Conclusions. These results indicate that interaction between reperfusion and the metabolically and biochemically compromised tissue could be interrupted by the prereperfusion flushing procedure, which could lead to a reduction in brain injury from stroke. Mechanical reopening of the cerebral occlusion with local flushing and isolated reperfusion of the regionally injured brain might offer new treatment options for patients with stroke.
Raul Reyes, Miao Guo, Kathryn Swann, Siddharth U. Shetgeri, Shane M. Sprague, David F. Jimenez, Constance M. Barone and Yuchuan Ding
A relationship has been found between peripheral thermal injury and cerebral complications leading to injury and death. In the present study, the authors examined whether tumor necrosis factor–α (TNF-α) and matrix metalloproteinase–9 (MMP-9) play a causative role in blood-brain barrier (BBB) disruption after peripheral thermal injury.
Thirty-two male Sprague-Dawley rats were subjected to thermal injury. One hour later, 8 rats were injected with TNF-α neutralizing antibody, and 8 were injected with doxycycline, an inhibitor of the MMP family proteins; 16 rats did not receive any treatment. Brain tissue samples obtained 7 hours after injury in the treated animals were examined for BBB function by using fluorescein isothiocyanate–dextran and by assessing parenchymal water content. Protein expression of basement membrane components (collagen IV, laminin, and fibronectin) was quantified on Western blot analysis, and MMP-9 protein expression and enzyme activity were determined using Western blot and gelatin zymography. Thermally injured rats that did not receive treatment were killed at 3, 7, or 24 hours after injury and tested for BBB functioning at each time point. Histological analysis for basement membrane proteins was also conducted in untreated rats killed at 7 hours after injury. Results of testing in injured rats were compared with those obtained in a control group of rats that did not undergo thermal injury.
At 7 hours after thermal injury, a significant increase in the fluorescein isothiocyanate–dextran and water content of the brain was found (p < 0.05), but BBB dysfunction was significantly decreased in the rats that received TNF-α antibody or doxycycline (p < 0.05). In addition, the components of the basal lamina were significantly decreased at 7 hours after thermal injury (p < 0.01), and there were significant increases in MMP-9 protein expression and enzyme activity (p < 0.05). The basal lamina damage was reversed by inhibition of TNF-α and MMP-9, and the increase in MMP-9 protein was reduced in the presence of doxycycline (p < 0.05). The authors found that MMP-9 enzyme activity was significantly increased after thermal injury (p < 0.01) but decreased in the presence of either TNF-α antibody or doxycycline (p < 0.01).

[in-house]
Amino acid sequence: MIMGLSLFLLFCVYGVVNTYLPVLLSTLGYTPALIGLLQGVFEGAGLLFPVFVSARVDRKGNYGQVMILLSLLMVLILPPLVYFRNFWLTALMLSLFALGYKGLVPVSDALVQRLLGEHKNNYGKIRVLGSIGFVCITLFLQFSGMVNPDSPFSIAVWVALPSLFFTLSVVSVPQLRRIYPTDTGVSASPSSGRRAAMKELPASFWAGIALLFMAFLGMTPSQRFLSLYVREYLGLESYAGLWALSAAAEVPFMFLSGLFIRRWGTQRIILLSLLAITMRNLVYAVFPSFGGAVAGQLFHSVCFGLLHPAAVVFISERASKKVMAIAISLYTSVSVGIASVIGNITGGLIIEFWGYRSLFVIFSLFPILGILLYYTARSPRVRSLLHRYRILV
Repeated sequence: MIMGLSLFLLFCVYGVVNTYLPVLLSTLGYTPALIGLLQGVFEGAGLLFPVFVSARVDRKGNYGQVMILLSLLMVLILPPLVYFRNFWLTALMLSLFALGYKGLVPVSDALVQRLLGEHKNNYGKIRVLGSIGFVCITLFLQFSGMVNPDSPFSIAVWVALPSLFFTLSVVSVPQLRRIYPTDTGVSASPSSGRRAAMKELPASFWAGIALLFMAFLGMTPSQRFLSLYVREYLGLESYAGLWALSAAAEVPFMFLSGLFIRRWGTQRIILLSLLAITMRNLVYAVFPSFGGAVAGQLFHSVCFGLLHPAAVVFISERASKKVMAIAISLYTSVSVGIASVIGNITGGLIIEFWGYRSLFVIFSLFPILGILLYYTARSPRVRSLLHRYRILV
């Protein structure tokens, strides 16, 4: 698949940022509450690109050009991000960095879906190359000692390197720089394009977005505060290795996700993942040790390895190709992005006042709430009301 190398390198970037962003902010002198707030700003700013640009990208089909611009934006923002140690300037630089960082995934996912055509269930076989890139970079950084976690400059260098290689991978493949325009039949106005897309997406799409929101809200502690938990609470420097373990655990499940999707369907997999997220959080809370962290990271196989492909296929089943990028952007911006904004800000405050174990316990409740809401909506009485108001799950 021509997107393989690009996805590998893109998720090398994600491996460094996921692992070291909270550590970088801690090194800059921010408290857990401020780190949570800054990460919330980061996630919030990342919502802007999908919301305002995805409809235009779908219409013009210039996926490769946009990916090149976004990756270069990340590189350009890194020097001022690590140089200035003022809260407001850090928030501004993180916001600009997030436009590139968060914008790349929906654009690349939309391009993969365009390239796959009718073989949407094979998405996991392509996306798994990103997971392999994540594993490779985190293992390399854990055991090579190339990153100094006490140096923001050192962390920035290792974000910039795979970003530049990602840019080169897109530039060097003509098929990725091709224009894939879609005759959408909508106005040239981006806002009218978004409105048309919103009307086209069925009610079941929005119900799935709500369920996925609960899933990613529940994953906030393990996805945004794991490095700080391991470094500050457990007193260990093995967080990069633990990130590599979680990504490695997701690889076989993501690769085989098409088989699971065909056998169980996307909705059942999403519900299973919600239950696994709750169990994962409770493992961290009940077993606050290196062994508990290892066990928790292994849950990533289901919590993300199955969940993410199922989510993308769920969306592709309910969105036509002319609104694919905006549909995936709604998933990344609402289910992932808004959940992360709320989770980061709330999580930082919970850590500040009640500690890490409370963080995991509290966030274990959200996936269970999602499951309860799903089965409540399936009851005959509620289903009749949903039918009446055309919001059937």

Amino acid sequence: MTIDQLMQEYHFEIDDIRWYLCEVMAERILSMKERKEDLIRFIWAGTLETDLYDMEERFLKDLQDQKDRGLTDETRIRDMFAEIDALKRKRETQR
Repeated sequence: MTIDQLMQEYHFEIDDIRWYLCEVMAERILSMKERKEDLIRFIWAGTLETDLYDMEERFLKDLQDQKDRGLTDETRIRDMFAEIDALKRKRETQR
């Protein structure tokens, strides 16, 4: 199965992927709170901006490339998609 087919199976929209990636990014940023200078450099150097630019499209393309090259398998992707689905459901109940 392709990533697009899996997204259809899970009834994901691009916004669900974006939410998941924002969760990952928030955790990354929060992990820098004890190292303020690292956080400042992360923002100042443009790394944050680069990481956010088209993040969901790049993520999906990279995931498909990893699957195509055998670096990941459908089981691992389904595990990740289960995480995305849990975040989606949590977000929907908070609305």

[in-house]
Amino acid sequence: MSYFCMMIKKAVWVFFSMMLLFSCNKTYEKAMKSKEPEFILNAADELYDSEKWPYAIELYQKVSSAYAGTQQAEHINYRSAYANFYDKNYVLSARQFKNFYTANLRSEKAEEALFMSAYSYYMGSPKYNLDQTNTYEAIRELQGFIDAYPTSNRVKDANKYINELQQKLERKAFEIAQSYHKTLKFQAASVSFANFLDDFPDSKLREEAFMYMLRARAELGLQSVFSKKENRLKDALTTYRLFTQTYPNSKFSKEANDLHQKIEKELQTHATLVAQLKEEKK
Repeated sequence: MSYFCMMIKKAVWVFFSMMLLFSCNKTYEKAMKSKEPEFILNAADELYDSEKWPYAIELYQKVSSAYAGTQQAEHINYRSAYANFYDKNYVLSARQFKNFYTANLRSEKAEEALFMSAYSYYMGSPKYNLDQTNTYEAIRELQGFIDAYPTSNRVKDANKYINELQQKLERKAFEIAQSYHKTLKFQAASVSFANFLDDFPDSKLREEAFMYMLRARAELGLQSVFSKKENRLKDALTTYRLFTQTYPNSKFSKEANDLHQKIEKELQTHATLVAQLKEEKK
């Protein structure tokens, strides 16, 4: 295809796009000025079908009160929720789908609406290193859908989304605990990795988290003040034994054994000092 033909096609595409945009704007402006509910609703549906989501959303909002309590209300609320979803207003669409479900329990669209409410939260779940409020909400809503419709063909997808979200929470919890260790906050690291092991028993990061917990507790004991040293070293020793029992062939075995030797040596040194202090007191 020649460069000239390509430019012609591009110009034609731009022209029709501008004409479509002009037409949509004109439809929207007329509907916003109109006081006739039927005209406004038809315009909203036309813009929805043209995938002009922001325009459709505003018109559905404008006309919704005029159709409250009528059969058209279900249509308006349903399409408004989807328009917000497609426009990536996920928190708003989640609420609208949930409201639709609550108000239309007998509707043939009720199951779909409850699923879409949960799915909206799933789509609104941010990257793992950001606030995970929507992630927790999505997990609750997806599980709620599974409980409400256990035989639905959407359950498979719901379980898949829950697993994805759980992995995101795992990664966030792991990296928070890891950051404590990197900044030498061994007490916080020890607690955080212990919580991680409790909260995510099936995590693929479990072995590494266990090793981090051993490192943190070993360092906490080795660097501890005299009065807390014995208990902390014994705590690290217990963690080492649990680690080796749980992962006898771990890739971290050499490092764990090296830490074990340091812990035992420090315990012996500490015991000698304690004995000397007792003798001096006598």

The dual, inhibitory activity of both TNF-α and MMP-9 in brain injury suggests that a TNF-α and MMP-9 cascade may play a key role in BBB disruption. These results offer a better understanding of the pathophysiology of burn injuries, which may open new avenues for burn treatment beyond the level of current therapies.
Tony Wang, David Yu-Te Chou, Jamie Y. Ding, Vance Fredrickson, Changya Peng, Steven Schafer, Murali Guthikonda, Christian Kreipke, José A. Rafols and Yuchuan Ding
Previous studies have demonstrated that traumatic brain injury (TBI) causes brain edema by allowing excessive water passage through aquaporin (AQP) proteins. To establish the potential neuroprotective properties of ethanol as a post-TBI therapy, in the present study the authors determined the effect of ethanol on brain edema, AQP expression, and functional outcomes in a post-TBI setting.
Adult male Sprague-Dawley rats weighing between 425 and 475 g received a closed head TBI in which Maramarou's impact-acceleration method was used. Animals were given a subsequent intraperitoneal injection of 0.5 g/kg or 1.5 g/kg ethanol at 60 minutes post-TBI and were killed 24 hours after TBI. Brains were subsequently examined for edema along with AQP mRNA and protein expression. Additional animals treated with either 0.5 g/kg or 1.5 g/kg ethanol at 60 minutes post-TBI were designated for cognitive and motor testing for 3 weeks.
Ethanol administration post-TBI led to significantly (p < 0.05) lower levels of brain edema as measured by brain water content. This downregulation in brain edema was associated with significantly (p < 0.05) reduced levels of AQP mRNA and protein expression as compared with TBI without treatment. These findings concur with cognitive studies in which ethanol-treated animals exhibited significantly (p < 0.05) faster radial maze completion times. Motor behavioral testing additionally demonstrated significant (p < 0.05) beneficial effects of ethanol, with treated animals displaying improved motor coordination when compared with untreated animals.